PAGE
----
Take the petition and seek an attorney's counsel on the matter. While you could respond and do it yourself, it's always best to get an attorney to help you when it comes to children.
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A petition is a request by the party for the court to do something. Every case is different even though the issues may appear the same (child support, visitation, custody, etc.) Your family situation is not the same as your neighbors and so it is always beneficial to at least consult a family law attorney regarding your next step. This is especially true if the other side is represented by an attorney.
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Next step. Call local family law attorneys. They'll speak with you initially for free and you can discuss the specifics of your case.
BEST ANSWER I got....and I hope I was HELPFUL! My answers do not establish an attorney/client relationship. Contact Steve Hamer at (214) 843-1529 for a FREE CONSULTATION.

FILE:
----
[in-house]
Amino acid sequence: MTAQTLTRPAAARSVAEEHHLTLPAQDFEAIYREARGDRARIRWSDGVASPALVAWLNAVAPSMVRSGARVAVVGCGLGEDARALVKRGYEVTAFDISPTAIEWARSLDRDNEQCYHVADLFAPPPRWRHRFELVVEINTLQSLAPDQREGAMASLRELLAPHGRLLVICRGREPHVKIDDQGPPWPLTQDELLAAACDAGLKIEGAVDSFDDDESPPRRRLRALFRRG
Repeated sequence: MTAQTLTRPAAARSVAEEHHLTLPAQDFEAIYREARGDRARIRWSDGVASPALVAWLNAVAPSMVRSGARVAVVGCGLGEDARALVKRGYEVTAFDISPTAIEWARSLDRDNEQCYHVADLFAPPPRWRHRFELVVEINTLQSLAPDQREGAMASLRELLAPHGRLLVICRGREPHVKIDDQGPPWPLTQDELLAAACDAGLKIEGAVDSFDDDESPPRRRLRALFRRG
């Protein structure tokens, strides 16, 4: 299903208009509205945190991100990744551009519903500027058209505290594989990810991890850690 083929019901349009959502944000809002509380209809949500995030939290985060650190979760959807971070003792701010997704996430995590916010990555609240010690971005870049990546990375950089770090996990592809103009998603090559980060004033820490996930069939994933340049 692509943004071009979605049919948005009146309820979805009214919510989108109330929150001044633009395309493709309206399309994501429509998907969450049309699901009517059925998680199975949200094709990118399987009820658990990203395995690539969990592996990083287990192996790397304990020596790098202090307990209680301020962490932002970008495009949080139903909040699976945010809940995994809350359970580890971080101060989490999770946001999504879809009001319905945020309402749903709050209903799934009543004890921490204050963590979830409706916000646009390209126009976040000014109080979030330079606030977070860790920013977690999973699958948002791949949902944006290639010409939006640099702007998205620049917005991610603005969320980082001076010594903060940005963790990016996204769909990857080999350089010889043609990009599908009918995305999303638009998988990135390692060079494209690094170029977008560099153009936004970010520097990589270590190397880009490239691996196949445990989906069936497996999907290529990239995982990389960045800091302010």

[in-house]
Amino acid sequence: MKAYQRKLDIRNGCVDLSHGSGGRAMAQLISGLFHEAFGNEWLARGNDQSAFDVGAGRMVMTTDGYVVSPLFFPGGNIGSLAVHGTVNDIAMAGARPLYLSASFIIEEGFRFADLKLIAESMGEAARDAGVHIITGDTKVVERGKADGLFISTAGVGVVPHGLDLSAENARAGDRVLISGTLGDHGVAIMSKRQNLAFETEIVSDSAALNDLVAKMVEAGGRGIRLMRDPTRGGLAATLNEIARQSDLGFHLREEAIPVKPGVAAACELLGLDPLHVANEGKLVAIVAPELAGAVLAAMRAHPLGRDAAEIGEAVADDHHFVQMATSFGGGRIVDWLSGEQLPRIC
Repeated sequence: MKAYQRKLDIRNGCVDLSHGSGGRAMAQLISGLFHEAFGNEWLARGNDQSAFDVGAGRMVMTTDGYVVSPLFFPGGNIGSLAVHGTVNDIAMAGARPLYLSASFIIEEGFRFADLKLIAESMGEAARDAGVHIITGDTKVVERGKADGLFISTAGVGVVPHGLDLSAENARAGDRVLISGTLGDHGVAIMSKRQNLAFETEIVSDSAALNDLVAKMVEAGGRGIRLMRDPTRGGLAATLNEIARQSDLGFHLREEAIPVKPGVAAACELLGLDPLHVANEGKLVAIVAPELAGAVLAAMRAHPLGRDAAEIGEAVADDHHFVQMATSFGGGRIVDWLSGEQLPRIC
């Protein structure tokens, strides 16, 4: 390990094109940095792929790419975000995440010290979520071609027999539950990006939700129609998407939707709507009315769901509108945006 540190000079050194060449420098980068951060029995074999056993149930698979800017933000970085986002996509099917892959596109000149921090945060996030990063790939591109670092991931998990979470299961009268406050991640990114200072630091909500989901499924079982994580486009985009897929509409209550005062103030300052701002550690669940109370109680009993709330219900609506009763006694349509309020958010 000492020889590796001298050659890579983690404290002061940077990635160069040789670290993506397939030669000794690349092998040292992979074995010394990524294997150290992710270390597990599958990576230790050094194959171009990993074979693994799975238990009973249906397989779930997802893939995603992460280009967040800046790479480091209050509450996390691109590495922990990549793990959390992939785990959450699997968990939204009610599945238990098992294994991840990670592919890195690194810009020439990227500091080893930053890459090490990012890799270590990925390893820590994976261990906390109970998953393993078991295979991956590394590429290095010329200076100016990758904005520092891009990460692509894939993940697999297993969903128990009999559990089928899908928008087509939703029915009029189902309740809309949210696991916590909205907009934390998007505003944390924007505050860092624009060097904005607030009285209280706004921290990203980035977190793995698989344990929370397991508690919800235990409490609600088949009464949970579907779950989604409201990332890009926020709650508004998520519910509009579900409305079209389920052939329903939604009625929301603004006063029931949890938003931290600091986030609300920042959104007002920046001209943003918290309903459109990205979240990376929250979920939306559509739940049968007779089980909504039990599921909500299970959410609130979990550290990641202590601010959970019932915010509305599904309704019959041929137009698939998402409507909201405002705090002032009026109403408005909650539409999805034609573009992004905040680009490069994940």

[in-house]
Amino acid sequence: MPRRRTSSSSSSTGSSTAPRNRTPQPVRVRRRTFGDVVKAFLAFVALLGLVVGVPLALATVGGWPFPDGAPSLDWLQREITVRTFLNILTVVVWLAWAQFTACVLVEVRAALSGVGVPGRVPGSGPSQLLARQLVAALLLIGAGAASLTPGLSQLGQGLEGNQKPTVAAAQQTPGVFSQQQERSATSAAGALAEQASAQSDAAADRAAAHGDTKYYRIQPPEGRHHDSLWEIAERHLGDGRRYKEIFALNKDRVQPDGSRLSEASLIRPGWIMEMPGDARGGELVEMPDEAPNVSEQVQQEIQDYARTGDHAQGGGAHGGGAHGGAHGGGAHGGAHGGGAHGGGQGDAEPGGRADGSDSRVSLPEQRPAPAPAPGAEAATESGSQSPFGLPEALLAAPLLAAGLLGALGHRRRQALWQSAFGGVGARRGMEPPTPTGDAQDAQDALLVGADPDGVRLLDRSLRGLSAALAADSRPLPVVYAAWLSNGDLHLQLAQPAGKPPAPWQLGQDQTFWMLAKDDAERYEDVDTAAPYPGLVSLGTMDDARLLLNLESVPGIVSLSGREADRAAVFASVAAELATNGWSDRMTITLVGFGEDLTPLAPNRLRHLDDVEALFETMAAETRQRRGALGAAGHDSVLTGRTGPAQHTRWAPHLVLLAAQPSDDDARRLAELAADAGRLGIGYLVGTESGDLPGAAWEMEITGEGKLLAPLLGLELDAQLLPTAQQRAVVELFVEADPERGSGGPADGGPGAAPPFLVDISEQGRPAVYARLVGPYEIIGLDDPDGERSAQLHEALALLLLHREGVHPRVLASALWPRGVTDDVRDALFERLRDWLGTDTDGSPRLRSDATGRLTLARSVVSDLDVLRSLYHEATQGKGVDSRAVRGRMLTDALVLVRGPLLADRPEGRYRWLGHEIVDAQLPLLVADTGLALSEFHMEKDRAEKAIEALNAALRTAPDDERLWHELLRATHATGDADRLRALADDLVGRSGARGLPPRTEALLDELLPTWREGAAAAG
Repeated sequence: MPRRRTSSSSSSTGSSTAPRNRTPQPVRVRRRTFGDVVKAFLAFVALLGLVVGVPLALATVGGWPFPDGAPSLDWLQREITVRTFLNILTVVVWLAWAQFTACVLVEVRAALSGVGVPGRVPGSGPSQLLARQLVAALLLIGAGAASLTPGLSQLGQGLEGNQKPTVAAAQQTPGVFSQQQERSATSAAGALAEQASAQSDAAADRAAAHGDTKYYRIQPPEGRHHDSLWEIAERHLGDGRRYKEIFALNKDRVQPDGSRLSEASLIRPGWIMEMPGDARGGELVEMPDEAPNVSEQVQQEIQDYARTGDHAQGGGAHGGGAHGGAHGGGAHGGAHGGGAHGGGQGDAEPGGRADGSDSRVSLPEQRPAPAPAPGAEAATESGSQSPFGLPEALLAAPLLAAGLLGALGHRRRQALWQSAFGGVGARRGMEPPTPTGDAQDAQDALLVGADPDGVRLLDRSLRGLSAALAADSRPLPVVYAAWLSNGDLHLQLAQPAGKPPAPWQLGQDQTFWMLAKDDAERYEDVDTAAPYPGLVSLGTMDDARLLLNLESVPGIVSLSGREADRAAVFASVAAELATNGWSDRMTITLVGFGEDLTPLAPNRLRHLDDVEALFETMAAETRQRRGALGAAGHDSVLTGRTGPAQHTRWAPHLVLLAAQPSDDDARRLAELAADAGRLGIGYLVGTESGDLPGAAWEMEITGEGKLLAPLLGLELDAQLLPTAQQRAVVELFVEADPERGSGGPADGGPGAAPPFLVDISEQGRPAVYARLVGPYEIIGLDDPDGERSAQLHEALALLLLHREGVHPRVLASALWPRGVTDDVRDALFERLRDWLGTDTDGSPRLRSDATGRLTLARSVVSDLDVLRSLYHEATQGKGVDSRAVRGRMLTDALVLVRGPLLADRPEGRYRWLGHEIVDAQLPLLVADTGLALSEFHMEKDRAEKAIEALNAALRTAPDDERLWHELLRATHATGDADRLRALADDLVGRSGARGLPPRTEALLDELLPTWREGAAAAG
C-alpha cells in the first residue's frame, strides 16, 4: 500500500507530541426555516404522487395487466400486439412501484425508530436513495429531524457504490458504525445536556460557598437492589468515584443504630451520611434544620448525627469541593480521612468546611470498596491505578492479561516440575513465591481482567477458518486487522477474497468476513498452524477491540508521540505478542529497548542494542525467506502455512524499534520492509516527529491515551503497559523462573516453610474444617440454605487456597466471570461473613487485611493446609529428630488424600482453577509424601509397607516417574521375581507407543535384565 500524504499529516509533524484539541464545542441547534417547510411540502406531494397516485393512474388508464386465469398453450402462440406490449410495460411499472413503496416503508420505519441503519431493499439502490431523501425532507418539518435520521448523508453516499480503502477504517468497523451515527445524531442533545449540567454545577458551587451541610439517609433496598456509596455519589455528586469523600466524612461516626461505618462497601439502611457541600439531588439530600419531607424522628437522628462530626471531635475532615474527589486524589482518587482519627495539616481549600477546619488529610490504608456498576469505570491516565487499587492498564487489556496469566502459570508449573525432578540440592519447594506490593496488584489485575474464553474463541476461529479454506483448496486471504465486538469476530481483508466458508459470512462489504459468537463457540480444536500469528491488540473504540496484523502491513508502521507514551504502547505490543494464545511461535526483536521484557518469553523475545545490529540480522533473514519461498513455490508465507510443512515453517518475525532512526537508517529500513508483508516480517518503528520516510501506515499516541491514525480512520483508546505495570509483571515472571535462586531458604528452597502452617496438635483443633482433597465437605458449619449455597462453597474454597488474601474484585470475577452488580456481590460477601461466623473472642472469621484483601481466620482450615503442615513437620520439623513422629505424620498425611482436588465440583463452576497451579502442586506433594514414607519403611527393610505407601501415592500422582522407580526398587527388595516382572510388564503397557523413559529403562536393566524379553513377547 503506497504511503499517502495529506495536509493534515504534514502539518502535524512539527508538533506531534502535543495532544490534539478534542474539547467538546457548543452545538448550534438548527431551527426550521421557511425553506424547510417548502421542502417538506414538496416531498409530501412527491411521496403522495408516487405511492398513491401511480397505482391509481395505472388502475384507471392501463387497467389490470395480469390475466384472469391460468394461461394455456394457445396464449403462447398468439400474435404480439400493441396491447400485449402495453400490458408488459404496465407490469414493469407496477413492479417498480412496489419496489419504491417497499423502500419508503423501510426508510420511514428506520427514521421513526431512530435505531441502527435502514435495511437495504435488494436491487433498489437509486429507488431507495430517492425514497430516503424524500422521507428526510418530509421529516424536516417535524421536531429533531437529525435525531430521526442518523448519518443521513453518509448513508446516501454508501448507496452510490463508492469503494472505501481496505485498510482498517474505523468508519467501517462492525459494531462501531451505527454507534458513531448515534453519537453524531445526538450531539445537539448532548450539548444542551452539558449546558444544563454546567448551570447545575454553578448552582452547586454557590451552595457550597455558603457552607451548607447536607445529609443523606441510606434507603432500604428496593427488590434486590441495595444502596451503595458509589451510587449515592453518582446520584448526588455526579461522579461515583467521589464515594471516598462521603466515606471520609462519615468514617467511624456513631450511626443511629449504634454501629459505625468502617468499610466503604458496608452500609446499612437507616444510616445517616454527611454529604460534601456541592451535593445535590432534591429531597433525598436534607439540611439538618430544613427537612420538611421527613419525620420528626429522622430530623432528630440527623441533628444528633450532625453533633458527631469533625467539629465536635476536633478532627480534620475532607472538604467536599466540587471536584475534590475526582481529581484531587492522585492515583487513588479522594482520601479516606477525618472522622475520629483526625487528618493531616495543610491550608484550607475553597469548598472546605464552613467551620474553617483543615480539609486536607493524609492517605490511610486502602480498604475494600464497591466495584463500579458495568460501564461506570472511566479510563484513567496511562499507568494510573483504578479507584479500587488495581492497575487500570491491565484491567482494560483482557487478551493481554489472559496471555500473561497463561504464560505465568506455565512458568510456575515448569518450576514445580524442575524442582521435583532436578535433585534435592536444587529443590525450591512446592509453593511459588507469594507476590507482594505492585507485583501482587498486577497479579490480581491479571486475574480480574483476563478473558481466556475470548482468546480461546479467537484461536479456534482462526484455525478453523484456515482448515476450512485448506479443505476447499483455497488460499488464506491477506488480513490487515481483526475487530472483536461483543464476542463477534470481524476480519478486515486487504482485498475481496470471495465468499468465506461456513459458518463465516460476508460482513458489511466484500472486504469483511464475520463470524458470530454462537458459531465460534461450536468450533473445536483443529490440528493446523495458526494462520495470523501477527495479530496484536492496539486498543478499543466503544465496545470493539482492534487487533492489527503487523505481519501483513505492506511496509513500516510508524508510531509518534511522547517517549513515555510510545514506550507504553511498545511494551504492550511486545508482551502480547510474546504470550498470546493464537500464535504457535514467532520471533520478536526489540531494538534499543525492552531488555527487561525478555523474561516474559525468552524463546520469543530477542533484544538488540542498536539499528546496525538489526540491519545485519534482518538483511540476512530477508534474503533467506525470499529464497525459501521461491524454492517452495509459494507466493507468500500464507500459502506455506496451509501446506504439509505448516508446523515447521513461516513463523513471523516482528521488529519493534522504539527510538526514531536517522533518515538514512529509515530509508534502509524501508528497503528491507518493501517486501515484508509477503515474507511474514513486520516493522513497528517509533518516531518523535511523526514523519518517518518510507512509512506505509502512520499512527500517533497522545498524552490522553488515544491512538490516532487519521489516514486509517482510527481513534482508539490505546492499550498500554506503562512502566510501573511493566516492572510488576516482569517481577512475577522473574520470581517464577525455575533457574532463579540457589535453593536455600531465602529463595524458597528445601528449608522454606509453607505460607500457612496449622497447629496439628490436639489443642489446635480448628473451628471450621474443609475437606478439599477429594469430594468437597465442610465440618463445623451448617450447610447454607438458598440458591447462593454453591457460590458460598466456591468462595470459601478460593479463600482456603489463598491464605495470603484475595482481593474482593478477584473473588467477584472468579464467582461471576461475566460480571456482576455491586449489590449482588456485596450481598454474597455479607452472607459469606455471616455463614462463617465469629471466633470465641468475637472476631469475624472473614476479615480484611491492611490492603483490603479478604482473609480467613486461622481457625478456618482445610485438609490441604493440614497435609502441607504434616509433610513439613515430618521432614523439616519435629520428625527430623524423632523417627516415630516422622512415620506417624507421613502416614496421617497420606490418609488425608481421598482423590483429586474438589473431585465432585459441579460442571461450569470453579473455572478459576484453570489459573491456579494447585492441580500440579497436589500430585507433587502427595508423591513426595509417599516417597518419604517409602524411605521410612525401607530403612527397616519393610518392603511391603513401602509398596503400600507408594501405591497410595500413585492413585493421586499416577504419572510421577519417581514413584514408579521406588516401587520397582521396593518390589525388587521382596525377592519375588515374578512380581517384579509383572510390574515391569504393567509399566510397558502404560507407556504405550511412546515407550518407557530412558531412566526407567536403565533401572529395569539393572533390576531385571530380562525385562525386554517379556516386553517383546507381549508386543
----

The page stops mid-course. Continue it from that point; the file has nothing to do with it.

You need to answer first, other wise a default will be taken. You need to troubleshoot the facts to see what they want and then how best to fight or swing a deal
As others have said, you need to do "something" to answer this modification petition, or else you risk having the other side get a default judgment. "Something" may be just sending a letter to the court, AND the attorney on the other side, saying you do not agree with what the petition requests.
Most of the time, if the issue is child support, well, that's a numbers game. If you're making significantly more now than when the original decree/order was put in place, the custodial parent has the right to seek an increase. Child support issues, for the most part, are not all the complicated.
If the petition seeks to change custody, or change the terms of possession and access (visitation), or to remove a geographic restriction, you likely need to contact/hire an attorney as these issues can be pretty complicated.
But the first thing is to not let the other side get a default.